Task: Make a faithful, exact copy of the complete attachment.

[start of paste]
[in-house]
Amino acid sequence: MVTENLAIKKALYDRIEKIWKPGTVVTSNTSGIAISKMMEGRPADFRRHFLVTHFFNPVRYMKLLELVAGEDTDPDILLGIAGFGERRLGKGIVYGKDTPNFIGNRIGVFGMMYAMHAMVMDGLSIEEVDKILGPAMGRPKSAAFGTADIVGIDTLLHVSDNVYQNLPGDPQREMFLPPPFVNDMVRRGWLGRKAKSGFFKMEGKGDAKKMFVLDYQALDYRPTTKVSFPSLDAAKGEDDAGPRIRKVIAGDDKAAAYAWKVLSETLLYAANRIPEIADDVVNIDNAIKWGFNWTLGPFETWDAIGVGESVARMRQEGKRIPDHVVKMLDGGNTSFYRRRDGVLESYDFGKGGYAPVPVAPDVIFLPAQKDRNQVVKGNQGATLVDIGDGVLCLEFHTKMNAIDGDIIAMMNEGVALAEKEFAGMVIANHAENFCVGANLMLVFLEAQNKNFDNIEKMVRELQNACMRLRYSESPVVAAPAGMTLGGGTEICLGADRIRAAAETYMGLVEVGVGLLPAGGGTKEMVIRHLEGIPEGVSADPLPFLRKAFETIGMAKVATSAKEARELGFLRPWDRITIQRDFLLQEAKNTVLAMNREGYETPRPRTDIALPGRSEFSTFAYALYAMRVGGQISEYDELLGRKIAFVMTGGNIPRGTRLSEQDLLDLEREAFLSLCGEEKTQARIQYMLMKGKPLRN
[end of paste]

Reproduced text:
[in-house]
Amino acid sequence: MVTENLAIKKALYDRIEKIWKPGTVVTSNTSGIAISKMMEGRPADFRRHFLVTHFFNPVRYMKLLELVAGEDTDPDILLGIAGFGERRLGKGIVYGKDTPNFIGNRIGVFGMMYAMHAMVMDGLSIEEVDKILGPAMGRPKSAAFGTADIVGIDTLLHVSDNVYQNLPGDPQREMFLPPPFVNDMVRRGWLGRKAKSGFFKMEGKGDAKKMFVLDYQALDYRPTTKVSFPSLDAAKGEDDAGPRIRKVIAGDDKAAAYAWKVLSETLLYAANRIPEIADDVVNIDNAIKWGFNWTLGPFETWDAIGVGESVARMRQEGKRIPDHVVKMLDGGNTSFYRRRDGVLESYDFGKGGYAPVPVAPDVIFLPAQKDRNQVVKGNQGATLVDIGDGVLCLEFHTKMNAIDGDIIAMMNEGVALAEKEFAGMVIANHAENFCVGANLMLVFLEAQNKNFDNIEKMVRELQNACMRLRYSESPVVAAPAGMTLGGGTEICLGADRIRAAAETYMGLVEVGVGLLPAGGGTKEMVIRHLEGIPEGVSADPLPFLRKAFETIGMAKVATSAKEARELGFLRPWDRITIQRDFLLQEAKNTVLAMNREGYETPRPRTDIALPGRSEFSTFAYALYAMRVGGQISEYDELLGRKIAFVMTGGNIPRGTRLSEQDLLDLEREAFLSLCGEEKTQARIQYMLMKGKPLRN